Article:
“The membrane is trying to touch the tip,” Barraza-Lopez said. They discovered that the electric charge between the tip and the membrane influences the position and shape of the membrane. So by changing the tip voltage, the scientists controlled the strain on the membrane. This control becomes important for controlling the pseudo-magnetic properties of graphene.
In conjunction with the experiments, Barraza-Lopez, Yurong Yang of the University of Arkansas and Nanjing University, and Laurent Bellaiche of the University of Arkansas examined theoretical systems involving graphene membranes to better understand this new-found ability to control the strain created by the new technique. They verified the amount of strain on these theoretical systems and simulated the location of the scanning tunneling microscopy tip in relation to the membrane. While doing so, they discovered that the interaction of the membrane and tip depends upon the tip’s location on the freestanding graphene. This allows scientists to calculate the pseudo-magnetic field for a given voltage and strain.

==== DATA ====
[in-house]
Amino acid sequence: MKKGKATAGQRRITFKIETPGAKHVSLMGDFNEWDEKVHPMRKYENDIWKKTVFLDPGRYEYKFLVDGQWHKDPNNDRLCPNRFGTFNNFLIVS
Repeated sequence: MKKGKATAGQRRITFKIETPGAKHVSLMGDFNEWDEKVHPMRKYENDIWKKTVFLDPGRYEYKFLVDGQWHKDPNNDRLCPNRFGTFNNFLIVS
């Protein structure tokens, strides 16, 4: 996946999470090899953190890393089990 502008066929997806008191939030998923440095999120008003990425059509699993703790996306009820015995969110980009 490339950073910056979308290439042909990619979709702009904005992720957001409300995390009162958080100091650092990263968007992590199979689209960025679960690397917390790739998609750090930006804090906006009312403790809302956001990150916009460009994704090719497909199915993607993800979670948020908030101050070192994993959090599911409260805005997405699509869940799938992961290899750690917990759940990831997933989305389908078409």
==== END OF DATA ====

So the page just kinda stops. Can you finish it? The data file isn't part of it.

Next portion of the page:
“If you know the strain, you can use theory and compute how big the pseudo-magnetic field may be,” said Barraza-Lopez. They found that because of the boundaries created by the square copper crucible, the pseudo-magnetic field swings back and forth between positive and negative values, so scientists are reporting the maximum value for the field instead of a constant value.
“If you were able to make the crucibles triangular, you would be closer to having non-oscillating fields,” Barraza-Lopez said. “This would bring us closer to using this pseudo-magnetic property of graphene membranes in a controlled way.”The researchers report their findings in Physical Review B Rapid Communications.